Posted on June 10, 2009 at 2:32 pm by Eliza Presson
Former clinic student and recent Stanford Law School graduate Josh Friedman discusses Monday’s decision in US v. Denedo.
By a vote of five to four, the Court held that both the Navy-Marine Court of Criminal Appeals (NMCCA) and Court of Appeals for the Armed Forces (CAAF) had jurisdiction to review respondent Jacob Denedoâ€™s petition for a writ of error coram nobis.
The Court unanimously agreed that it possessed jurisdiction to hear the governmentâ€™s appeal of the CAAFâ€™s decision. The Court reasoned that the CAAFâ€™s opinion constituted clear â€œreliefâ€ for the purposes of a proper appeal before the Supreme Court as authorized by 18 U.S.C. Â§ 1259(4).
The Justices disagreed, however, about the proper disposition of Mr. Denedoâ€™s petition. A five-Justice majority, in an opinion authored by Justice Kennedy, held that military courts have jurisdiction to entertain a petition for a writ of coram nobis. The majority reasoned that because the NMCCA had statutory subject-matter jurisdiction over appeals stemming from Mr. Denedoâ€™s original court-martial conviction, the court also could hear a coram nobis appeal, because under United States v. Morgan such an appeal is â€œsimply a further â€˜step in [Mr. Denedoâ€™s] criminalâ€™ appeal.â€ Furthermore, the CAAF possessed jurisdiction over any appeal from an NMCCA decision regarding a writ of coram nobis. The Court explained that such an appeal would address the lower courtâ€™s finding of a â€œmatter of law,â€ which the CAAF is statutorily authorized to review. Therefore, and emphasizing that their opinion did not prejudge the merits of Mr. Denedoâ€™s claim, the majority affirmed the decision of the CAAF below and remanded the case for further proceedings on the merits of Mr. Denedoâ€™s petition.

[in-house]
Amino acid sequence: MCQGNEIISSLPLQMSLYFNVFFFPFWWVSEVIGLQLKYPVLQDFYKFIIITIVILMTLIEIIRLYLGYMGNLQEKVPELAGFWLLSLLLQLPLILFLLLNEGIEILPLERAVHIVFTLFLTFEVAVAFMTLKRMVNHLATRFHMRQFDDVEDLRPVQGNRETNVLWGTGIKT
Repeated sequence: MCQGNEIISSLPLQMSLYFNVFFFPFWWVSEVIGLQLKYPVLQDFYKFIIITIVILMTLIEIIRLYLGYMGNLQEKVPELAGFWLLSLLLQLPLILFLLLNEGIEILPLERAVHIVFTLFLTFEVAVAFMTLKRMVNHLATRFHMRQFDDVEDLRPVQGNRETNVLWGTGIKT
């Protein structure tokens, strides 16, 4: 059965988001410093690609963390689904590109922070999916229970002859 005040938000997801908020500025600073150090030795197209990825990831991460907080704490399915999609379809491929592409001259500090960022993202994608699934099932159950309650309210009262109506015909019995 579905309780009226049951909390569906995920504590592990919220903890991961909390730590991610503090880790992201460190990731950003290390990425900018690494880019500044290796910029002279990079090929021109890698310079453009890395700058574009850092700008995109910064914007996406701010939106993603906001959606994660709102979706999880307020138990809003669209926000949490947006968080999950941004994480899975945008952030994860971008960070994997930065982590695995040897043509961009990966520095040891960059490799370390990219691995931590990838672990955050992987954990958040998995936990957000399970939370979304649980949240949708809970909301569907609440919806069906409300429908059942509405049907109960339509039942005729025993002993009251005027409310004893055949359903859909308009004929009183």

Four Justices dissented. In an opinion authored by the Chief Justice, the dissenters argued that a petition for coram nobis is by its nature an appeal for postconviction review outside the â€œâ€˜narrowly circumscribedâ€™ statutory jurisdictionâ€ of military courts recognized by the Supreme Court in Clinton v. Goldsmith. Critically, the dissenters disagreed that coram nobis can be understood as an extension of the military courtsâ€™ original jurisdiction and instead concluded that the writ fell outside any congressionally prescribed jurisdiction.